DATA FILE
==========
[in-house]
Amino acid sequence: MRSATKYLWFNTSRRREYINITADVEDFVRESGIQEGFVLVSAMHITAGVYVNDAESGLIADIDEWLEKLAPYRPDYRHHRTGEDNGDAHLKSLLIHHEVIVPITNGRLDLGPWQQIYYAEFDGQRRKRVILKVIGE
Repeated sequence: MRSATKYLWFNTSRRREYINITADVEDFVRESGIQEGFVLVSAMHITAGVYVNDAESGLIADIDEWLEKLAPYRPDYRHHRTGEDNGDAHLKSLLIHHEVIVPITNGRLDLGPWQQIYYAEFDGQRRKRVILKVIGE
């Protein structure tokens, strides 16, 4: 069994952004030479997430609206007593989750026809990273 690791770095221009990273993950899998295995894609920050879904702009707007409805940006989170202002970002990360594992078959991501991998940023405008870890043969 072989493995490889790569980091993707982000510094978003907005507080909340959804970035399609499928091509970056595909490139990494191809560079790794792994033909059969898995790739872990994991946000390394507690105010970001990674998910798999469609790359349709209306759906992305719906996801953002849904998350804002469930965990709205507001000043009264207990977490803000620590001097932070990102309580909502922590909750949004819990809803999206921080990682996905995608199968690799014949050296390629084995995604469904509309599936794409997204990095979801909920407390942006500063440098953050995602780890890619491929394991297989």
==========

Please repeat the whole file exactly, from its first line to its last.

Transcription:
[in-house]
Amino acid sequence: MRSATKYLWFNTSRRREYINITADVEDFVRESGIQEGFVLVSAMHITAGVYVNDAESGLIADIDEWLEKLAPYRPDYRHHRTGEDNGDAHLKSLLIHHEVIVPITNGRLDLGPWQQIYYAEFDGQRRKRVILKVIGE
Repeated sequence: MRSATKYLWFNTSRRREYINITADVEDFVRESGIQEGFVLVSAMHITAGVYVNDAESGLIADIDEWLEKLAPYRPDYRHHRTGEDNGDAHLKSLLIHHEVIVPITNGRLDLGPWQQIYYAEFDGQRRKRVILKVIGE
């Protein structure tokens, strides 16, 4: 069994952004030479997430609206007593989750026809990273 690791770095221009990273993950899998295995894609920050879904702009707007409805940006989170202002970002990360594992078959991501991998940023405008870890043969 072989493995490889790569980091993707982000510094978003907005507080909340959804970035399609499928091509970056595909490139990494191809560079790794792994033909059969898995790739872990994991946000390394507690105010970001990674998910798999469609790359349709209306759906992305719906996801953002849904998350804002469930965990709205507001000043009264207990977490803000620590001097932070990102309580909502922590909750949004819990809803999206921080990682996905995608199968690799014949050296390629084995995604469904509309599936794409997204990095979801909920407390942006500063440098953050995602780890890619491929394991297989």